The Sound of Music (1965)
We welcomed 55 people to our first singalong format film and after receiving inspiration from Tanya and Joe were well loosened up for the songs we all knew so well. I felt the singing nun added something special to the evening and I'm sure the home baked strudel did too - for those lucky enough to get in early enough. The pre-show entertainment comprised a 12 second trailer for all the firms in the coming season now that public votes had been counted. We certainly have a great line up. That was followed by a short sketch where Julie Andrews led a rather large Swiss family Pratt in a song that is still worming its way through my brain 24 hours later. Eugene.
Umpteen classic catchy songs. A luminous performance by Julie Andrews. Charming children. Stunning Alpine scenery. What’s not to like? A large audience was totally engaged by the singalong Sound of Music. In the discussion group, led thoughtfully by Tanya, we considered how we felt about the 1965 film after seeing it again. For several of us, it was 30 years on. We had a stimulating start as Jenny told us about her first-hand experience of being caught up in the August 1968 Soviet invasion of Czechoslovakia. It’s these surprises and personal testimonies that have lifted our discussions over the months. Here are some of our points made The film now feels more frightening. Is it because the 1965 audiences were seeing the Nazi scenes as something in the past? Are we now more aware of growing right-wing views globally and so see the Nazi scenes now as a warning that it could happen again? We talked about fundamentalism and the situation in the US. Rachel recommended The Man in the High Castle TV series, based on a sci fi novel by Philip K Dick, where the song Edelweiss is used as a theme.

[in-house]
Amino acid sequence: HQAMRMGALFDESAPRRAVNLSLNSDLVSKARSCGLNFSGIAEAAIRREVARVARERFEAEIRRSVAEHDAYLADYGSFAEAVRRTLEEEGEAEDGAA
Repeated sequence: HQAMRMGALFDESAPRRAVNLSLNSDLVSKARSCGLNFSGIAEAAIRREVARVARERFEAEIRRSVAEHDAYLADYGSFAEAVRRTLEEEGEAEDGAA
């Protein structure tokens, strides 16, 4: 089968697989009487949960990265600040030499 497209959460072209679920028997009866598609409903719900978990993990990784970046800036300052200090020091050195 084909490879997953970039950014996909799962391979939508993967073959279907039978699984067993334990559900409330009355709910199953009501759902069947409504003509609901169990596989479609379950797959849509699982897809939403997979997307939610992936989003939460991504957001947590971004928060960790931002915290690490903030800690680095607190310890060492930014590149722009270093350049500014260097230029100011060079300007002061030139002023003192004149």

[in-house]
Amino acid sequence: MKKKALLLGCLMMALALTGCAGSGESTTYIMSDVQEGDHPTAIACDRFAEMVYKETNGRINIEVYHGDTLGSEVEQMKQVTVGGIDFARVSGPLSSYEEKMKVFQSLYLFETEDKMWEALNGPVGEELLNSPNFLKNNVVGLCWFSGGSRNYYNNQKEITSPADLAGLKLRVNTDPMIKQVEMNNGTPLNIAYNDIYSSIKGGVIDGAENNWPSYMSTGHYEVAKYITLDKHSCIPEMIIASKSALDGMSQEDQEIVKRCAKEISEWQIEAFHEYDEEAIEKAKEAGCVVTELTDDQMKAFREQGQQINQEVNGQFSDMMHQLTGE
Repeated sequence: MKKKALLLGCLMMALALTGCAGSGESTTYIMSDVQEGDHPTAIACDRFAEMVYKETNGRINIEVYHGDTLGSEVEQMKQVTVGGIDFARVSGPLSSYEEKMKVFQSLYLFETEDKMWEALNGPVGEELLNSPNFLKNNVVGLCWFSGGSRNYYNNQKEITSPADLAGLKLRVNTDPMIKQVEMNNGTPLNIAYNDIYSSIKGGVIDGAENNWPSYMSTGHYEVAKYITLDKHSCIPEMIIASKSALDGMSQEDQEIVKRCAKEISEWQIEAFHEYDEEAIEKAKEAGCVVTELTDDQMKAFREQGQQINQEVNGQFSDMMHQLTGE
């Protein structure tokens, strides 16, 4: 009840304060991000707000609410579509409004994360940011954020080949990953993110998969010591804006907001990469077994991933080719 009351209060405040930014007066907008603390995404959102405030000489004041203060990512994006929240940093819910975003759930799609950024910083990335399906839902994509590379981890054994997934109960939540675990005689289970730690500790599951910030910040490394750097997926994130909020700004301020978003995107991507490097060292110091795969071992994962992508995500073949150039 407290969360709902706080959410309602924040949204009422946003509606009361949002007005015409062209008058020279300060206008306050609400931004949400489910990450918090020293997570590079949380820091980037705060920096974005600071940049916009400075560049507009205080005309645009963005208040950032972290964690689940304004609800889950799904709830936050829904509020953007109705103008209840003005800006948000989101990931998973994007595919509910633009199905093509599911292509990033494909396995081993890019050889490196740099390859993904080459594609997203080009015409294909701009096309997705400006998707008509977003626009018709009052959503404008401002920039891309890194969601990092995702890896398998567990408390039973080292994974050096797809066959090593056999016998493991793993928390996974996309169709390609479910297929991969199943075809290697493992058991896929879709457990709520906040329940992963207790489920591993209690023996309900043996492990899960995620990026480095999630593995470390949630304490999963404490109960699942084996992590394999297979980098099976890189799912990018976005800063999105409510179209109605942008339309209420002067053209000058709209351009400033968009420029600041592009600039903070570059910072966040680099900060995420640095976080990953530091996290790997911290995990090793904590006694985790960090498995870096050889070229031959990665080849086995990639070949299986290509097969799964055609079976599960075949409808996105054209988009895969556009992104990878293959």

There are now some elements of the film that feel old-fashioned, such as the attitudes towards women – marriage was about being owned by a man. Perhaps seeing the words on screen made us more aware of messages in the lyrics. However, the nuns, particularly the compassionate and wise Mother Superior, provided strong female role models. They took an active stance against the Nazis.
Finally, Tanya told us that the film was going to be called ‘Love Song.’ We agreed that The Sound of Music was a far better title – it was the sound of music that enabled the family to escape to freedom in Switzerland.